Guy Branum is trying to reinvent late night television.
The 41-year-old comedian, whose writing credits include “The Mindy Project,” “Chelsea Lately” and “Fashion Police,” has tossed the contents of primetime chat shows into a blender, shaking up all their predictable, formulaic bits.
The result is the refreshingly silly “Talk Show the Game Show,” which jovially pits celebrities against each other to win the coveted title of “Best Guest of the Night.”
A few ways to earn points? Flirt with the host, show up visibly drunk or tell an on-set prank anecdote.
Expect to be taken down several pegs for white male fragility, excessive plugging and showboating.
“So many talk show appearances today are lifeless,” Branum said during a recent phone interview. “Everyone is terrified of doing or saying anything actually interesting.”
The comedian recalled watching a round of charades on “The Tonight Show Starring Jimmy Fallon” and growing irked when he realized that game was completely fixed. Everyone made two wrong guesses and a right guess.
“There was no element of chaos,” he said. “They’ve just made it too safe for A-listers who don’t want any danger.”
A slew of celebrities have already been more than happy to step into Branum’s line of talk show fire, including Wanda Sykes, Nikki Glaser and Chelsea Handler.
Branum, who worked with Handler for three years on “Chelsea Lately,” credits the comedian for teaching him the right way to interview a guest.
“Chelsea is just about the best goddamn interviewer in the business,” Branum said. “She goes out there, and asks what she wants to ask, and says what she wanted to say. That made it fun. It meant that people like T.I. and Gene Simmons would have a moment in their chairs where they would actually have to think.”
The comedian has worked with a slew of powerhouse showrunners, from Mindy Kaling (who direct-messaged Branum on Twitter offering him a writing gig on “The Mindy Project”) to Billy Eichner, the creator of man-on-the-street comedy series “Billy on the Street.”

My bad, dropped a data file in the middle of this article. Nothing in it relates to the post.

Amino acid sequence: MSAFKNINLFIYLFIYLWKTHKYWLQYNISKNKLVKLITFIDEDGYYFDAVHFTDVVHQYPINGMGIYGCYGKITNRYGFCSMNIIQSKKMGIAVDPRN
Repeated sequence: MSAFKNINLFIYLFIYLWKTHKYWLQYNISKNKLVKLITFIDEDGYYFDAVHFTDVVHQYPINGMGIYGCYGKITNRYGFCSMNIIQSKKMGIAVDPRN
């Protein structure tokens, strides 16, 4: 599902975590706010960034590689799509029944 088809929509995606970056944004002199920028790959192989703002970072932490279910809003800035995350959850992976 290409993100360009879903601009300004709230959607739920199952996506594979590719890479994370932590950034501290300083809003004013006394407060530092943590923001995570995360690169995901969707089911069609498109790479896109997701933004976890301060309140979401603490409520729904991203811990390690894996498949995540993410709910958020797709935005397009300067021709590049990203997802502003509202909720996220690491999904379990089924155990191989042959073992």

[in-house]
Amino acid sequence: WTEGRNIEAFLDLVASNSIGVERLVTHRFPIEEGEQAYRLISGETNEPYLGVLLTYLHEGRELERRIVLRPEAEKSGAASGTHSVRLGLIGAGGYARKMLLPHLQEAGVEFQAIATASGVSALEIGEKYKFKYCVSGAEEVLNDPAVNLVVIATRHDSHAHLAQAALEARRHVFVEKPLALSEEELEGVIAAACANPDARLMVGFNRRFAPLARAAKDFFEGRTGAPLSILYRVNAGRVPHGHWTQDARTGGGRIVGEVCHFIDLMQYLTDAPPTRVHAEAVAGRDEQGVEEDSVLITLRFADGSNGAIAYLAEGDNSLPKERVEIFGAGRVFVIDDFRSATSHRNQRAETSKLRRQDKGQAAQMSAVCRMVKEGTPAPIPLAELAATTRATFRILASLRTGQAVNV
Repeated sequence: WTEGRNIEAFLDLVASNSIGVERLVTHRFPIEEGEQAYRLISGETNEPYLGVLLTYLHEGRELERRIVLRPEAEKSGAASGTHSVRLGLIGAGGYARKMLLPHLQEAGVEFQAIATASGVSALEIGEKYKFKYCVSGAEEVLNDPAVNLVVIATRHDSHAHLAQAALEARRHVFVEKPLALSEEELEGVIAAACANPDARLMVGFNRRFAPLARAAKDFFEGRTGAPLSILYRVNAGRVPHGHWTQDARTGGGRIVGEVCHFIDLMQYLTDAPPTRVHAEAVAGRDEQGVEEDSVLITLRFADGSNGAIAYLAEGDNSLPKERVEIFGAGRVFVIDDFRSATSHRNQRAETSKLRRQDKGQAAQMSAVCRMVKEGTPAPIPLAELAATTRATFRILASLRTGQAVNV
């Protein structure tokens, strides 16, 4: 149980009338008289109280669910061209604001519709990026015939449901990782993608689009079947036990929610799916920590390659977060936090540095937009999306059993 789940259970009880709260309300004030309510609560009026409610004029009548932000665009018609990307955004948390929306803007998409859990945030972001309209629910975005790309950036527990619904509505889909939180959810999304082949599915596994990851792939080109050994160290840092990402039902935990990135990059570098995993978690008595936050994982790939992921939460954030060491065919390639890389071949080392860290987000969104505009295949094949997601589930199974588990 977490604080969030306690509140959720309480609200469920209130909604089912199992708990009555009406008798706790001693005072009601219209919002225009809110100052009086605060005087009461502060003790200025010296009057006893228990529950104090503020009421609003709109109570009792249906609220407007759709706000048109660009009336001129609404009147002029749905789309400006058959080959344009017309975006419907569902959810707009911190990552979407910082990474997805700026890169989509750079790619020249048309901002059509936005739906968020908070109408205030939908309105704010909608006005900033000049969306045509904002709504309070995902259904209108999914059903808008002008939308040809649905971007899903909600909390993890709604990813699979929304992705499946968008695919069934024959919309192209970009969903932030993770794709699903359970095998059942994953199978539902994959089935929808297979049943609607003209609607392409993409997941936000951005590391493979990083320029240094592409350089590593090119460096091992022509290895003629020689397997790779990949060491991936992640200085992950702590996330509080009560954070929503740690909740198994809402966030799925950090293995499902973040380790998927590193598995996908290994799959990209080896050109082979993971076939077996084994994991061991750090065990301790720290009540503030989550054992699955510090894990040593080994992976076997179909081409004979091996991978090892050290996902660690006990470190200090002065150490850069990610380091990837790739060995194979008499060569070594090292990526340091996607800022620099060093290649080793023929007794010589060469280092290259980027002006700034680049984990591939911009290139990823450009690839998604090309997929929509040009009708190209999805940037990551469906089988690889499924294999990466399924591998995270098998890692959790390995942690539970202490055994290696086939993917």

Branum doesn’t write for Eichner, but sits in on meetings, pitching ideas and fleshing out concepts.
“That show is really about a specificity of voice,” Branum said. “For an extended period of time, I was researching a game that was going to be called: ‘Has Roseanne Barr Argued With This Person On Twitter About Israel?’”
The comedian added that — major plus — the “Billy on the Street” writer’s room is extremely Jewish.
“It’s like, look, I’m Jewish, but only on my mom’s side, and I’m from California. That essentially just means I believe in Sephardic pronunciation,” he quipped. “But, [Eichner] is from Queens, [producer] Julie Klausner from Scarsdale. It’s also a very gay space. Normally you’re in a writer’s room and you’re probably the only gay person in the room. There, it’s the majority. And, who’s gayer than Julie Klausner?”
Few comedians can say they’ve had the opportunity to hone their joke-writing skills quite like Branum can. The comedian spent a year working in the ultimate training ground for comedy — Joan Rivers’ living room.
Branum nabbed a job writing for “Fashion Police” while he was, quite begrudgingly, working on “Punk’d,” a practical joke show run by Ashton Kutcher.
“That was a show that was so much about…what are we going to put in the gas tank of this girl who was in ‘Twilight,’” he recalled. “I would leave that job and then go with my list of mean one-liners to Joan Rivers’s house and it was so much better. It was so much more satisfying.”
He recalled feeling completely intimidated when he met Rivers for the first time. She was in her house coat, surrounded by deli food, and he had to start pitching jokes.
Much to his relief, she laughed.
“Joan could remember jokes you had pitched six hours before, and she talked them out in a flawless fashion,” Branum recalled. “She was a person who, if you made a joke and she didn’t know the cultural references that made it funny, she would find out the cultural references that made it funny. She understood that it was her job to be relevant and to be a survivor.”
Branum added that Rivers reminded him a great deal of his Jewish mom — both because of their nurturing instincts, and and their boatloads of neuroses.
“She was a person who was always waiting for life to fall apart and for everything to get terrible again. And that’s my mom,” he said. “One of my theories is that every Jew that said ‘this is fine, this will blow over,’ will die horribly. The only genes that remain in our gene pool are fear, terror and ‘I should swallow my rings and cross the border.’”
“Talk Show the Game Show” is on truTV Wednesdays 10/9 C.